Talking to Your Doctor About Erectile Dysfunction

By

Landon Trost, MD    

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Treatment Options for Erectile Dysfunction

Erectile dysfunction is an early indicator of a more serious medical condition like cardiovascular disease.  
patient-looking-up-at-doctor

Understandably, talking to your doctor about erectile dysfunction, or the inability to achieve and maintain an erection firm enough for sex, can be embarrassing for men. But it doesn’t have to be. It’s a relatively common problem. In fact, about 52% of men between the ages of 40 and 70 have some degree of ED. It can occur in younger men as well.

If it’s a one-time event, there’s probably not much to worry about. But if it’s a chronic issue, it should be discussed with your doctor. ED is not just about your sex life. In a way, the penis can act like a barometer for the body--a measure that more serious issues exist or could be on the way.

Erectile dysfunction affects many men, but since it’s rarely talked about, there are a lot of myths floating around. Can you tell fact from fiction?

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Sometimes ED is the initial warning sign for cardiovascular disease, high blood pressure, or diabetes. So if you’re feeling uneasy about broaching the subject, try asking if it might be an indicator of something more serious. If you’re experiencing any combined symptoms (loss of vision, inability to urinate, or abnormal penile curvature, which often indicates Peyronie’s disease), then it’s even more essential that you talk to your doctor.

Your sex life doesn't have to suffer or end because of ED. There are a number of treatment options, based on your personal situation and personal preference. For younger guys, ED is often stress related--changing jobs, starting a new relationship, moving, anything that’s affecting sleep patterns--which means it’s usually not permanent. This can be addressed with a change in lifestyle, increased exercise, getting more sleep, and eating right. It may also be caused by a medication that’s being taken for another condition, in which case I recommend switching that medication.

If medical treatment is still needed, there are a number of options. The most common and well- known treatment is oral medications, taken on an as-needed basis 30 to 60 minutes before sexual activity. Be aware that patients taking nitrates to treat heart disease might not be a candidate for this type of regimen. But there are other options, such as intraurethral suppositories and injectable medications, as well as vacuum erection devices that go directly over the penis and pull air out, causing blood to rush into the penis from the vacuum.

If all of these fail, are unsatisfactory, or are unavailable for whatever reason, then surgery is an option. The surgery involves implanting a penile prosthesis to achieve an erection. Since this a permanent procedure, it is usually reserved as a last option, when more conservative therapies fail.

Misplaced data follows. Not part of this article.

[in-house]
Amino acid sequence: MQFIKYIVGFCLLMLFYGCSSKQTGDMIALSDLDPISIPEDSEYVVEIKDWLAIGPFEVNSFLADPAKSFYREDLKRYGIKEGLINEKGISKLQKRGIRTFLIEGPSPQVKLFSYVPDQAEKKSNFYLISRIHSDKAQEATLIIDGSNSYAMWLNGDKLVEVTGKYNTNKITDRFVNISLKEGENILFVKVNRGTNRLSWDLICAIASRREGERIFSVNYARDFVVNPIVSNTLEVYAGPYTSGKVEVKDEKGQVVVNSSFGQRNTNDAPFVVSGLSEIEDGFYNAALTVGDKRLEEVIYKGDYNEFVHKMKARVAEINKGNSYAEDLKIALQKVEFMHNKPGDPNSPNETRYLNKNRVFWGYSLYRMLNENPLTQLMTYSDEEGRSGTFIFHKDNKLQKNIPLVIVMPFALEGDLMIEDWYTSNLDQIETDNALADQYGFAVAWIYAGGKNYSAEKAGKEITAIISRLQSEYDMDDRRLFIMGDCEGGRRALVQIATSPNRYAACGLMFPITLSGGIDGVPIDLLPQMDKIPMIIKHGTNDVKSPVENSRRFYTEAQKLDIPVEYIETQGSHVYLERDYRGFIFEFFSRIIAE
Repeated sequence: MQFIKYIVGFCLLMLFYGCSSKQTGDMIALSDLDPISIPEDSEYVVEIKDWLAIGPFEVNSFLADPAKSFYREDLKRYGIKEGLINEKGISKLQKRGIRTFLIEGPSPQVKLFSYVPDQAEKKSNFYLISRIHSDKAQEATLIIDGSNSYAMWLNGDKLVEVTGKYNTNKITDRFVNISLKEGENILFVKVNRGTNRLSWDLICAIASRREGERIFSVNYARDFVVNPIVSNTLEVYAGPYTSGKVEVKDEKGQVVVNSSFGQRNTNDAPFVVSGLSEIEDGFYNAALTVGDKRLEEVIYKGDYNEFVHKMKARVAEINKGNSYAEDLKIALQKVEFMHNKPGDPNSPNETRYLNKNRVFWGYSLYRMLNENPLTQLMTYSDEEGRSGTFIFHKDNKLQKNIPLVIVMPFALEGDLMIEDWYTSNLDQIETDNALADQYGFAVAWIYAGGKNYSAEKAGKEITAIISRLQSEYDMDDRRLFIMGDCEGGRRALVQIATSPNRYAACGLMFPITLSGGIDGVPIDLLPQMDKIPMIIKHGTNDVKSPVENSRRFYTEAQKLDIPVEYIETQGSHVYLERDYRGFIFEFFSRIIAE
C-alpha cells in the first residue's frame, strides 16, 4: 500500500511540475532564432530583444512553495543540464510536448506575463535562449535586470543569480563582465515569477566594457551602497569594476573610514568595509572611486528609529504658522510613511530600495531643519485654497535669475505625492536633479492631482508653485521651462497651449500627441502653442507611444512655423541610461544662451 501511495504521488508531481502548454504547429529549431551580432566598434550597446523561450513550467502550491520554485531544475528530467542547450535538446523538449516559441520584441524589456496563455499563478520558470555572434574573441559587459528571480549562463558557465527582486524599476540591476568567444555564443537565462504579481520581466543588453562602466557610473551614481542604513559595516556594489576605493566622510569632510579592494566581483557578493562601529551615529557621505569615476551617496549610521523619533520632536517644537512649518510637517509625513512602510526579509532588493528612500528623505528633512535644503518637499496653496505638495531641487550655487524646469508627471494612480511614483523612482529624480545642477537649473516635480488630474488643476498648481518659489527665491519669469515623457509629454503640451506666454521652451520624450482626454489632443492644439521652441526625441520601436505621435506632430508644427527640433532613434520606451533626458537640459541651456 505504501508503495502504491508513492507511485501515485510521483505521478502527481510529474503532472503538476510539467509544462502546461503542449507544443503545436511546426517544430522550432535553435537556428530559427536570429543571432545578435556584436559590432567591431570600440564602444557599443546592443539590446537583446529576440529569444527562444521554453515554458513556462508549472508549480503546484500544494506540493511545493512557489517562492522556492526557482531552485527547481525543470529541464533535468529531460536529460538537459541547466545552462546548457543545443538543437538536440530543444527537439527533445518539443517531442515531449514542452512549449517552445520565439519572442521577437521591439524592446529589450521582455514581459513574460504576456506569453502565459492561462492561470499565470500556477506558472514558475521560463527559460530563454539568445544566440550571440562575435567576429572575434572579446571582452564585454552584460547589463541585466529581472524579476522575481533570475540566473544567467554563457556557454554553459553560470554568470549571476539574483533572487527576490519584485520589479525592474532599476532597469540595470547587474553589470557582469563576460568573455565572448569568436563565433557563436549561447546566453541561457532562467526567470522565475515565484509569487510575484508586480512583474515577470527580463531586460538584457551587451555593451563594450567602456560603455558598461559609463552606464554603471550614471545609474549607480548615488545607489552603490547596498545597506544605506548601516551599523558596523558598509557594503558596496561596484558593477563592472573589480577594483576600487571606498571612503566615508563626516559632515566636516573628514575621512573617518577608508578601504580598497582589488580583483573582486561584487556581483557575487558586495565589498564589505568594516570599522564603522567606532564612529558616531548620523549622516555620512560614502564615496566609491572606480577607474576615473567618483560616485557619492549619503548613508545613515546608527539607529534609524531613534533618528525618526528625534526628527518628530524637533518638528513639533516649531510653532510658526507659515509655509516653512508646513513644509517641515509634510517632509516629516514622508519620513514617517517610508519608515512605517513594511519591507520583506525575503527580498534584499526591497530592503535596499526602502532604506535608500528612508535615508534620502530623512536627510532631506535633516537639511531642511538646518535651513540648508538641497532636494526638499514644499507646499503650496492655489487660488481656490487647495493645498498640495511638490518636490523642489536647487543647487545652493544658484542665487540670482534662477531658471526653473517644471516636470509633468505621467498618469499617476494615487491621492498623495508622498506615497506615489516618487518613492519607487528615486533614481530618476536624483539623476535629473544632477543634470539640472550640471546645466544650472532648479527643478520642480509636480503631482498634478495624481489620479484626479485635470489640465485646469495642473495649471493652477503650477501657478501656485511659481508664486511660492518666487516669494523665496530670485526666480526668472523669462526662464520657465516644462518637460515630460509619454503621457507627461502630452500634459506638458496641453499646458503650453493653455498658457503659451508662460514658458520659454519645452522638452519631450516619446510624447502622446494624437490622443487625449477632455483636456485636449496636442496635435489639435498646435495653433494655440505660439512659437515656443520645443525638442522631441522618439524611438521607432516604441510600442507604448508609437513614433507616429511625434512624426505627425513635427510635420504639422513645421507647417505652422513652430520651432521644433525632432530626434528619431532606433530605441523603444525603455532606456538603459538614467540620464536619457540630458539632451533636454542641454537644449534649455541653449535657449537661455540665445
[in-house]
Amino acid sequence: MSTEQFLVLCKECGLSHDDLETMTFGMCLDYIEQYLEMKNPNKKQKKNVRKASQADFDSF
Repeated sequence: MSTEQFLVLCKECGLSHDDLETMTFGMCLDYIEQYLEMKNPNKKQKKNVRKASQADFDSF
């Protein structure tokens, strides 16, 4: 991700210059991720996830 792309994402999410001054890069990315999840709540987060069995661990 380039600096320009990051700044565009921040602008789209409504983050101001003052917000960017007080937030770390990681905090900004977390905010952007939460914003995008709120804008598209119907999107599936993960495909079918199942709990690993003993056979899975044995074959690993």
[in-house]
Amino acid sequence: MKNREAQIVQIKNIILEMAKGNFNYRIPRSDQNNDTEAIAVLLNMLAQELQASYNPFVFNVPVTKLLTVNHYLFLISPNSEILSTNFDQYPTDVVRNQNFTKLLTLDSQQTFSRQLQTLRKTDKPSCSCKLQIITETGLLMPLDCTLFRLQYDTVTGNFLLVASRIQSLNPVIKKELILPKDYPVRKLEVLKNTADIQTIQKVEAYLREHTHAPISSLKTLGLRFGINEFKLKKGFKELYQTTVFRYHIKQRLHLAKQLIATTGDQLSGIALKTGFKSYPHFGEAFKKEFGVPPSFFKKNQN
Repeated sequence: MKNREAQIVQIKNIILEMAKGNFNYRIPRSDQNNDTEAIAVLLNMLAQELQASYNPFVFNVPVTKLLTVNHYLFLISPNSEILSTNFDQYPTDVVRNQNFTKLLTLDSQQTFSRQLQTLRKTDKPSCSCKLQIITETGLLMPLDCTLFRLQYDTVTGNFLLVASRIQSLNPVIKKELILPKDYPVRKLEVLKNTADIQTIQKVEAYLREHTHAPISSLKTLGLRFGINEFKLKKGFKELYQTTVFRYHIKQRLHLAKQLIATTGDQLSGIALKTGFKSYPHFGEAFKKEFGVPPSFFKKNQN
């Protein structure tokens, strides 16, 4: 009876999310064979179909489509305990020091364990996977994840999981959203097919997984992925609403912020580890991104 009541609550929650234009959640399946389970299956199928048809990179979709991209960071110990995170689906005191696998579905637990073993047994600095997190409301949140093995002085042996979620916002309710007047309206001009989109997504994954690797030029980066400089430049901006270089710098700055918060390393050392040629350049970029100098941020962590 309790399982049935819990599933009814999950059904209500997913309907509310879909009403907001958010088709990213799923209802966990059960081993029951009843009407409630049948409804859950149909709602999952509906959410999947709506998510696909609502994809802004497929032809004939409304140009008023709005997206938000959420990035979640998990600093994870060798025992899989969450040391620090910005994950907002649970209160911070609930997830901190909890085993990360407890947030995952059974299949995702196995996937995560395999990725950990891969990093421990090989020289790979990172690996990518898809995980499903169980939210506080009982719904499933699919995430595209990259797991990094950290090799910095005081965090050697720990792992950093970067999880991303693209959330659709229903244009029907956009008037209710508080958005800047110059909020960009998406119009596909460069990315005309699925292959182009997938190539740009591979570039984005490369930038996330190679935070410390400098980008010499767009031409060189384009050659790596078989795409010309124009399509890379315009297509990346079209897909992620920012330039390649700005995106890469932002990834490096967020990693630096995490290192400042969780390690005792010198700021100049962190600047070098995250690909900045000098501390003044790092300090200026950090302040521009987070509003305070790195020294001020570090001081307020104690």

Most importantly, though, don’t hesitate to bring it up with your doctor--you have everything to gain. Many of my patients wait until the very last minute of their appointment and then mention it in passing. That’s the wrong way to approach it, because the physician may give you a quick prescription, rather than devote the entire appointment to discussing your ED and the best treatment options.

If you don’t feel comfortable discussing ED with your primary care physician, there are always urologists, or even urology male health specialists (andrologists) like me who talk about ED every day. Just remember that erectile dysfunction is very common and it can be a significant indicator of your overall health. If you don’t give it the attention it deserves, you may be doing yourself a real disservice. 



THIS CONTENT DOES NOT PROVIDE MEDICAL ADVICE. This content is provided for informational purposes and reflects the opinions of the author. It is not a substitute for professional medical advice, diagnosis or treatment. Always seek the advice of a qualified healthcare professional regarding your health. If you think you may have a medical emergency, contact your doctor immediately or call 911.


Landon Trost, MD

Landon Trost, MD, is an assistant professor in the department of urology at the Mayo Clinic in Rochester, MN and is the current head of Andrology and Male Infertility. In addition to writing several publications on the topic, he was involved in writing the core curriculum for the American Urological Association for male hypogonadism and male infertility. View his Healthgrades profile >

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Publish Date: Dec 21, 2015

© 2016 Healthgrades Operating Company, Inc. All rights reserved. May not be reproduced or reprinted without permission from Healthgrades Operating Company, Inc. Use of this information is governed by the Healthgrades User Agreement.

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